The Sleepers Almanac 2007: The Family
you meet her,
you will notice her absence in every room afterwards "
Reviewed by Petra Fromm
been a rumour doing the rounds over the past few years: the short
story is dead – last seen floating belly-up somewhere off the
coastline. It seems this untimely death occurred (along with
sideburns and Moselle) sometime in the 70s or 80s. Thankfully, not
everyone pays attention to rumour, for example, the editors of Sleepers
Almanac 2007: The Family Affair. Zoe
(‘Of all the things this world is running out of, I can quite
confidently tell you, good writing’s not one of
them’) and Louise
Swinn (‘stories change lives because our lives are
determined to prove rumour not only misguided, but blatantly
Family Affair is Sleepers’ third almanac, and while
is the guiding concept, the forty authors represented here have often
taken very different approaches. After all, families are complicated,
many-headed beasts, and for some, family, the family, is as real as
the brick-veneer home in which they grew up, while others offer a
more ambiguous interpretation of what ‘family’
might mean. The
diversity makes for an interesting collection.
the quirky All
the old gods, Scott McDermott considers
employment options for redundant deities, while Steven
theft that got me here, is set in an all too
believable future. Kate Holden’s Incunabula begins
dream, and the lyrical, dreamlike quality of the prose carries the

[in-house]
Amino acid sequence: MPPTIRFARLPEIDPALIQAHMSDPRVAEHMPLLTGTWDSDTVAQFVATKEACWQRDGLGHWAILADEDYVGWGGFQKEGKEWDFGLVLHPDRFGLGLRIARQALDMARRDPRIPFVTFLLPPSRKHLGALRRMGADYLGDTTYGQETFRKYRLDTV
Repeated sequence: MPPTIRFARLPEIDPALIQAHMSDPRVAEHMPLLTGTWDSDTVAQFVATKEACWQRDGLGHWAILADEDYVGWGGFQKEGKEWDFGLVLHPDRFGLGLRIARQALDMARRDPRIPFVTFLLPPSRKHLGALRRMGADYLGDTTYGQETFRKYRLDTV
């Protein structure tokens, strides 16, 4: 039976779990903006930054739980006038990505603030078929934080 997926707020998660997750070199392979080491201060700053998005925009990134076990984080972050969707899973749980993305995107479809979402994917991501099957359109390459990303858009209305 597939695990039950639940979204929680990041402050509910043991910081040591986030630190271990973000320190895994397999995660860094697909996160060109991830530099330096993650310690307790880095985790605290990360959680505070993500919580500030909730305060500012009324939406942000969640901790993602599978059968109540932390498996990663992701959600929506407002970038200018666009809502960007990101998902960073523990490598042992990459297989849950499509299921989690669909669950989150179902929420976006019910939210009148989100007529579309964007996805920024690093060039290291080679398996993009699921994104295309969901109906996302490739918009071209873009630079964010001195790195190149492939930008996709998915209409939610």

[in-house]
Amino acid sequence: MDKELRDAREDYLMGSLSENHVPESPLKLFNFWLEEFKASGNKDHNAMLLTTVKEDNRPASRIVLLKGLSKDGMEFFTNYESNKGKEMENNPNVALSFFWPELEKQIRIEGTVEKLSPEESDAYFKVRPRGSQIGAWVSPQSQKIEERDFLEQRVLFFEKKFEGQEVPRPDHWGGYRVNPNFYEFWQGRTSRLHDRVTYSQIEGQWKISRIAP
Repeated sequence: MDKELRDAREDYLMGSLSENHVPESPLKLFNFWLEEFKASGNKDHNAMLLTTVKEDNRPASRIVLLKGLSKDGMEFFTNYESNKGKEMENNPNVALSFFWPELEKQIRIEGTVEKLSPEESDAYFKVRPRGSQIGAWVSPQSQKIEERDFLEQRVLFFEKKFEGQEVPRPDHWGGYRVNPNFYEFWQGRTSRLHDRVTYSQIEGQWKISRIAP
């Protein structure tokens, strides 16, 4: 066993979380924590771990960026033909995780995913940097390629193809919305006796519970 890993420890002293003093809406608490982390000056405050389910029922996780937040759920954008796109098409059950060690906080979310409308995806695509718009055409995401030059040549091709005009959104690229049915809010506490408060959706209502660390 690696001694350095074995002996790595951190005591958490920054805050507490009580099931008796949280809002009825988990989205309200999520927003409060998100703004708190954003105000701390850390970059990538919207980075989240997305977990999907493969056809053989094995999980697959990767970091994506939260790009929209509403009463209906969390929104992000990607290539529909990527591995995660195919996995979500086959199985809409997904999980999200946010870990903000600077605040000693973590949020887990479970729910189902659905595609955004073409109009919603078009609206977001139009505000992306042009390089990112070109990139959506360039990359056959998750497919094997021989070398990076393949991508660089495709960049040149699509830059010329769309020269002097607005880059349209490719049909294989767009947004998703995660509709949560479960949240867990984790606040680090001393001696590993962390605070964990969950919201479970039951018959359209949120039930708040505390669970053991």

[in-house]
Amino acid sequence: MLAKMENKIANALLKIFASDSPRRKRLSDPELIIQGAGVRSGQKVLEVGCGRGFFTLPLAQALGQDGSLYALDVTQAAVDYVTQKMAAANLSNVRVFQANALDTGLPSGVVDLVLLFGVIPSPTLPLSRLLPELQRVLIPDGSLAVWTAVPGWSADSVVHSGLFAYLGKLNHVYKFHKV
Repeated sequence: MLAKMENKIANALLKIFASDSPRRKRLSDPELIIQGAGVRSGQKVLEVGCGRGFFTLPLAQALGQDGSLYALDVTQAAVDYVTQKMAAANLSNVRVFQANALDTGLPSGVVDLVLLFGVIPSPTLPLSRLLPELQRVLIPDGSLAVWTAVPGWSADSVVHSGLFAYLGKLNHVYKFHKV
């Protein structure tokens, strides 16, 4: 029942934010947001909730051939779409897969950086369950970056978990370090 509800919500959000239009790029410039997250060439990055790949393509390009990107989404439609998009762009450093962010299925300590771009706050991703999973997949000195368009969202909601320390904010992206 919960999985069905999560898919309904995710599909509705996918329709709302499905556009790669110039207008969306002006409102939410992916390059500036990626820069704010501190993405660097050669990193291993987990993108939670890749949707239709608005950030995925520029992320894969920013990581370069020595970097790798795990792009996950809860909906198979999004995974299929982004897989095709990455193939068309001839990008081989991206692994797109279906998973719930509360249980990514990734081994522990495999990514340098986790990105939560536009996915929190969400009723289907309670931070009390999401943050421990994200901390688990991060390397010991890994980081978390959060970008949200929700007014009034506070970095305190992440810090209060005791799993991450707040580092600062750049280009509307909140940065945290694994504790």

narrative through to a grim conclusion. Emmett
extinctions in history, blurs the line between reality and
surreal, while Andy Kissane’s In my arms, and
successfully walk the fine line
between pathos and sentimentality. But on the whole, it is often the
simple stories, simply told, that are the most effective. Davina
that crowded minute, that’s where it all began,
Janice Ryan’s Alien
worlds, and Patrick Cullen’s The
easy way out, have the honesty and authenticity that for
epitomise good writing.
If three times is a
it seems The Sleepers Almanac is here to stay. Once
Arts Victoria has assisted Sleepers by funding the voices of some of
our lesser-known Australian writers. And once again, the
light-hearted editors have included sketches, comics, and the odd
list for readers to fill in between stories (design your own faith,
songs that changed YOUR life). There’s even a page to write a
letter to a pet. This edition is handsomely presented, and John
Rydie’s gorgeous cover-art will make it hard to miss. So, if
see it on a shelf, pick it up, buy it, lend it to your friends. You
could even lend it to someone in your family.
was first published in Wet
Fromm is a non-fiction editor and reviewer for Wet Ink: the
magazine of new writing.
She lives in South Australia with her
partner, Daniel, and two Oriental cats. Her current project is a
Daughters Don’t Cry,
written for the PhD
in Creative Writing at Adelaide University.
Publication Date: 2007
Amsterdam, Tony Birch, Jo Bowers, Eric
Dando, Karen Hitchcock, Alana Kelsall, Pierz
Newton-John, Mileta Rien, Janice
Stinson and Alli Barnard.
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